Baltic Gods of Sky, Thunder and Death

Niina Pekantytär
Sven Schlager

Dievas, God of the Sky

Ancient Baltic tribes worshipped a sky god called Dievas (Lithuania) or Dievs (Latvia). There is not much revealed about the physical characteristics of Dievas. He was told to be a young man who dressed in silver, felt and silken clothing and he carried a shining silver (sometimes) green sword reflecting the outlook of Baltic dukes of the past. He was told to wear a white shirt and a grey coat. Sometimes he veiled himself so people would not consider him as a ruler. Dievas had the ability to turn himself into an old man and in that form, he visited people from house to house and from village to village giving gifts and helping them.

Home of Dievas

Dievas was seen as the creator of god. Not as the creator of all things but as the creator of the cultural values of humans. He was the god who legislated law and order in the world. People believed that Dievas lived on a farmstead of his own which was located at the top of a high, silver mountain. His farm was a rich earthly farm that included fields, gardens, houses and a pirtis (Baltic sauna). Dievas had a golden or a silver wagon or sleigh which was pulled by two dappled steeds called Dievo žirgai. Sometimes these steeds appeared as black dogs or as black ravens. Dievas also rode with his steeds. He rode down from his heavenly mountain to increase the fecundity of the fields. His slow ride down from the mountain was used to explain the approaching of spring and summer. His appearance accompanied the cycles of the sun and he was closely connected to the sun goddess Saulė. Sometimes depicted as her husband, her brother or her close servant. Both Dievas and Saulė were celebrated during Rasa the Summer Solstice festival.
Tina Rataj-Berard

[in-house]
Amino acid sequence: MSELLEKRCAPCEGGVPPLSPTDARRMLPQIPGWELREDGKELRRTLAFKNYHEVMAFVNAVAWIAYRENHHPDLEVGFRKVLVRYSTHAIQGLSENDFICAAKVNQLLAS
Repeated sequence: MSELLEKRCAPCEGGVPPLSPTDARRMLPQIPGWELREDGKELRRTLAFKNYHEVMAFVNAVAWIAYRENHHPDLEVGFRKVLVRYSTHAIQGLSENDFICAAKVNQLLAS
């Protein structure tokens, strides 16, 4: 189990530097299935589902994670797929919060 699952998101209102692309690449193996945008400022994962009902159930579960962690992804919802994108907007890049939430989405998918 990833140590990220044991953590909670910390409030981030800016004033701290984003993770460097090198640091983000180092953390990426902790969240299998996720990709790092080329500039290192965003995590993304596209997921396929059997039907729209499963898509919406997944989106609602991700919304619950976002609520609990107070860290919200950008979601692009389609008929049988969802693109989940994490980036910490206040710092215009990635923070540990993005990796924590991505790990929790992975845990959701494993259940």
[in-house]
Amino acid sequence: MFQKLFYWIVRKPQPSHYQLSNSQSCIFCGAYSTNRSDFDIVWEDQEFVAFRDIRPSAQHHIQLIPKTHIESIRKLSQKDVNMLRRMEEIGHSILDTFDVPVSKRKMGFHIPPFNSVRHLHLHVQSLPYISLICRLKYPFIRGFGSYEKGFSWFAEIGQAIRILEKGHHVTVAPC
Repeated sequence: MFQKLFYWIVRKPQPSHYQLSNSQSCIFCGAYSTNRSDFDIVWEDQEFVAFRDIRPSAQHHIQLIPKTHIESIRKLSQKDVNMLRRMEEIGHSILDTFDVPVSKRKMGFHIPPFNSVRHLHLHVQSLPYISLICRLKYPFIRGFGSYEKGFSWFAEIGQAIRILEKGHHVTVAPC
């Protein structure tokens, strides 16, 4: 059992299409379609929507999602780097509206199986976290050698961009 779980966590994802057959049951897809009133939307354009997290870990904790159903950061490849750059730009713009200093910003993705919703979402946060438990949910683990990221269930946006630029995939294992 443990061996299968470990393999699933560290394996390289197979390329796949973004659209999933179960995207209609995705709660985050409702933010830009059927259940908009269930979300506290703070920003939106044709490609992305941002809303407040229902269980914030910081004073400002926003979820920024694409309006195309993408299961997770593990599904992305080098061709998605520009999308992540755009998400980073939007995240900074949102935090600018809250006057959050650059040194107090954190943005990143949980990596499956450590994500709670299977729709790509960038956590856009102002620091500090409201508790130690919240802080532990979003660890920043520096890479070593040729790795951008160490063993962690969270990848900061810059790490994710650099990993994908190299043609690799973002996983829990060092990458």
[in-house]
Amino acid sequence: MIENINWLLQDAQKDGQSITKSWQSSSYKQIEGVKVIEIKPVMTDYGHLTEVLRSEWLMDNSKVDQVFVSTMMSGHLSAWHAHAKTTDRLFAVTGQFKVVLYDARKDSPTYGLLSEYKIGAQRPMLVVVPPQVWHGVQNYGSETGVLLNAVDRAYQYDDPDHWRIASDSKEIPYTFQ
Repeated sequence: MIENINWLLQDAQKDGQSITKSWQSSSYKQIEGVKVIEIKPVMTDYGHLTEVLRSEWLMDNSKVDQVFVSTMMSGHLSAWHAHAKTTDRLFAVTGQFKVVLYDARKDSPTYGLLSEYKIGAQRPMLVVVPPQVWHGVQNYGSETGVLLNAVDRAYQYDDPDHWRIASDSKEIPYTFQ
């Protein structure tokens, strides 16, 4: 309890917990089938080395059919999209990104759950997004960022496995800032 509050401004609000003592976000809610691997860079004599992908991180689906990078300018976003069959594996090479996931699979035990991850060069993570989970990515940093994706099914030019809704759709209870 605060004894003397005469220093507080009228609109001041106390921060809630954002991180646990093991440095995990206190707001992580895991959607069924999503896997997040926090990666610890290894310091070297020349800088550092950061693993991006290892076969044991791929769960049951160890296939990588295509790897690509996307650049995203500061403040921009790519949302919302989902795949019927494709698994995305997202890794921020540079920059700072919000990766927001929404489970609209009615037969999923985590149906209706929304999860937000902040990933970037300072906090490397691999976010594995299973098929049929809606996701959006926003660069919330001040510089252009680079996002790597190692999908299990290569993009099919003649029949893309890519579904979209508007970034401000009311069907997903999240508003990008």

Horse God

Dievas was closely connected to horses and was widely considered a horse god. Ancient Balts believed that horses were sacred gifts from Dievas. He was a god who helped horsemen and gave advice on raising and taking care of the horses. Dievas was also connected to the triple-aspect goddess of faith Laima. In some stories, Dievas even appears as the father of Laima. Since Dievas was the god of cultural values and law and order he had direct contact with the human world at births, weddings and deaths. He was summoned into ceremonies to witness oaths and promises. Both Laima and Dievas were seen as deities of faith. There are many folk tales describing arguments and conflicts between Dievas and Laima. She won the arguments most of the time. When Baltic lands were converted into Christianity in the late Middle Ages name of Dievas was chosen to represent the Christian god. This was because among the pagan Balts Dievas was very much liked and respected god and he was considered as one of the leader god-figures in the Baltic pantheon.

​Perkūnas god of thunder

In many cultures sky, god and thunder god are considered as one and the same but in Baltic mythology, Dievas and Perkūnas are two independent, separate figures. The name of Perkūnas comes from the word Perk which is a proto-Baltic word meaning oak. In Latvian, his name is Pērkons and Perkuns in Prussian. In Finland one of the old names for the thunder god Ukko was Perkele. Pērkons was the god of fire, thunder, order and chaos. All over Lithuania Perkūnas had sacred lands called Alkos. There were sacred fires kept burning to Perkūnas in these forests and ladies protecting the fire were called vestals. Hills and oaks that were ”touched” by (hit by Perkūnas lightning) were considered holy. A tree or a rock struck by Perkūnas protected from evil and diseases.
Anandu Vinod

God of Nature

​Perkūnas brought the rain with him so for the farmers, he was the god of nature controlling the lightning and the weather. He sent rain and revived the fertility of the earth. Thunder was seen as a holy phenomenon. Each spring people waited for the first thunder and it was forbidden to till the soil before that. For Perkūnas awoke the earth and everything began to grow. If the first thunder became before Easter it was bad but if it became after Easter it was good.